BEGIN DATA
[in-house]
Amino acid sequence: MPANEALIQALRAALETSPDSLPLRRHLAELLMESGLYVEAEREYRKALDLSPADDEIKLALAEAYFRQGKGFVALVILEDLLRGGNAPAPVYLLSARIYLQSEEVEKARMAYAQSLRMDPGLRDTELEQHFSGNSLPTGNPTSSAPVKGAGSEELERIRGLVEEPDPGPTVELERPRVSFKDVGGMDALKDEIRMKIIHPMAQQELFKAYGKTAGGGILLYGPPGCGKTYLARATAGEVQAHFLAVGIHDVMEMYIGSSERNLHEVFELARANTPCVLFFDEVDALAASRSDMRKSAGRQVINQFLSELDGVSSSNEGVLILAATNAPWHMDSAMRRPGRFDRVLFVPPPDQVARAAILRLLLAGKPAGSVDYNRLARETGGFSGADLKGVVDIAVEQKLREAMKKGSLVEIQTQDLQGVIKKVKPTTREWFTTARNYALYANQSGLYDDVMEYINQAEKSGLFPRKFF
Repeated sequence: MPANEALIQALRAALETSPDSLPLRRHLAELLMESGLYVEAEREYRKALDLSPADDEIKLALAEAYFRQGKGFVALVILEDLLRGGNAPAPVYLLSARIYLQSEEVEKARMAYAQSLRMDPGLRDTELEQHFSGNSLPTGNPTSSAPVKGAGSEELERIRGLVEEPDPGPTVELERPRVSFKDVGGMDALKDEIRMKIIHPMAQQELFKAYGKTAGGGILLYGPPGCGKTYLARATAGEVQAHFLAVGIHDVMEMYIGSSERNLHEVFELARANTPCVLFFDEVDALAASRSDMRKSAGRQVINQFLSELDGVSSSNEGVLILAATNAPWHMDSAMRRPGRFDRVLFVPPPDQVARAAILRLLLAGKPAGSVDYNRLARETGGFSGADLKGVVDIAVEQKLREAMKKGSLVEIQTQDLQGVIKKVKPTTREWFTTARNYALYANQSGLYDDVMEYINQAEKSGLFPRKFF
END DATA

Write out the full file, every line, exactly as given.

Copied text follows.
[in-house]
Amino acid sequence: MPANEALIQALRAALETSPDSLPLRRHLAELLMESGLYVEAEREYRKALDLSPADDEIKLALAEAYFRQGKGFVALVILEDLLRGGNAPAPVYLLSARIYLQSEEVEKARMAYAQSLRMDPGLRDTELEQHFSGNSLPTGNPTSSAPVKGAGSEELERIRGLVEEPDPGPTVELERPRVSFKDVGGMDALKDEIRMKIIHPMAQQELFKAYGKTAGGGILLYGPPGCGKTYLARATAGEVQAHFLAVGIHDVMEMYIGSSERNLHEVFELARANTPCVLFFDEVDALAASRSDMRKSAGRQVINQFLSELDGVSSSNEGVLILAATNAPWHMDSAMRRPGRFDRVLFVPPPDQVARAAILRLLLAGKPAGSVDYNRLARETGGFSGADLKGVVDIAVEQKLREAMKKGSLVEIQTQDLQGVIKKVKPTTREWFTTARNYALYANQSGLYDDVMEYINQAEKSGLFPRKFF
Repeated sequence: MPANEALIQALRAALETSPDSLPLRRHLAELLMESGLYVEAEREYRKALDLSPADDEIKLALAEAYFRQGKGFVALVILEDLLRGGNAPAPVYLLSARIYLQSEEVEKARMAYAQSLRMDPGLRDTELEQHFSGNSLPTGNPTSSAPVKGAGSEELERIRGLVEEPDPGPTVELERPRVSFKDVGGMDALKDEIRMKIIHPMAQQELFKAYGKTAGGGILLYGPPGCGKTYLARATAGEVQAHFLAVGIHDVMEMYIGSSERNLHEVFELARANTPCVLFFDEVDALAASRSDMRKSAGRQVINQFLSELDGVSSSNEGVLILAATNAPWHMDSAMRRPGRFDRVLFVPPPDQVARAAILRLLLAGKPAGSVDYNRLARETGGFSGADLKGVVDIAVEQKLREAMKKGSLVEIQTQDLQGVIKKVKPTTREWFTTARNYALYANQSGLYDDVMEYINQAEKSGLFPRKFF